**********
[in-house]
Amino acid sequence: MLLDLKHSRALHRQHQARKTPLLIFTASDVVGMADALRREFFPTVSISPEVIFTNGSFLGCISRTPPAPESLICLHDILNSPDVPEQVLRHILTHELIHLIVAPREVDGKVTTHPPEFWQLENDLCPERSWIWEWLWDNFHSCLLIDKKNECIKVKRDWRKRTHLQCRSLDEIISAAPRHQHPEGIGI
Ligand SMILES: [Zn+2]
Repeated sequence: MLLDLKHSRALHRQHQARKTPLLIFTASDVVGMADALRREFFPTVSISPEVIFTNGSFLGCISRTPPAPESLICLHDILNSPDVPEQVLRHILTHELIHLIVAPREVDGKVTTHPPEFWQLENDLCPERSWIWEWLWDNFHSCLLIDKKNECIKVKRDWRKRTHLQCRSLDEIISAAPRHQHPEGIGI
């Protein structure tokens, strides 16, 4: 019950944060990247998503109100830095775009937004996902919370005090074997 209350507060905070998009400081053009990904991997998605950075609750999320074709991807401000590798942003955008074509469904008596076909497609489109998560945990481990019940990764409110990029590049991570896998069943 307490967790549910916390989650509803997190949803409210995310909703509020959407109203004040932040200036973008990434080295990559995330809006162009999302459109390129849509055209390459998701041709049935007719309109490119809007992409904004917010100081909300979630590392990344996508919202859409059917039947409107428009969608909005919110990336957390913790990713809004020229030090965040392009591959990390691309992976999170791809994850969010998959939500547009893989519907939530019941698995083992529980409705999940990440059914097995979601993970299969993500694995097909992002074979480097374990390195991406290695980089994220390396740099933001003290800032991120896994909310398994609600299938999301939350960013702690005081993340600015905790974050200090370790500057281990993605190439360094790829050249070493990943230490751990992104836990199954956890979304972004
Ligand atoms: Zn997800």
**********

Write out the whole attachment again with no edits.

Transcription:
[in-house]
Amino acid sequence: MLLDLKHSRALHRQHQARKTPLLIFTASDVVGMADALRREFFPTVSISPEVIFTNGSFLGCISRTPPAPESLICLHDILNSPDVPEQVLRHILTHELIHLIVAPREVDGKVTTHPPEFWQLENDLCPERSWIWEWLWDNFHSCLLIDKKNECIKVKRDWRKRTHLQCRSLDEIISAAPRHQHPEGIGI
Ligand SMILES: [Zn+2]
Repeated sequence: MLLDLKHSRALHRQHQARKTPLLIFTASDVVGMADALRREFFPTVSISPEVIFTNGSFLGCISRTPPAPESLICLHDILNSPDVPEQVLRHILTHELIHLIVAPREVDGKVTTHPPEFWQLENDLCPERSWIWEWLWDNFHSCLLIDKKNECIKVKRDWRKRTHLQCRSLDEIISAAPRHQHPEGIGI
């Protein structure tokens, strides 16, 4: 019950944060990247998503109100830095775009937004996902919370005090074997 209350507060905070998009400081053009990904991997998605950075609750999320074709991807401000590798942003955008074509469904008596076909497609489109998560945990481990019940990764409110990029590049991570896998069943 307490967790549910916390989650509803997190949803409210995310909703509020959407109203004040932040200036973008990434080295990559995330809006162009999302459109390129849509055209390459998701041709049935007719309109490119809007992409904004917010100081909300979630590392990344996508919202859409059917039947409107428009969608909005919110990336957390913790990713809004020229030090965040392009591959990390691309992976999170791809994850969010998959939500547009893989519907939530019941698995083992529980409705999940990440059914097995979601993970299969993500694995097909992002074979480097374990390195991406290695980089994220390396740099933001003290800032991120896994909310398994609600299938999301939350960013702690005081993340600015905790974050200090370790500057281990993605190439360094790829050249070493990943230490751990992104836990199954956890979304972004
Ligand atoms: Zn997800």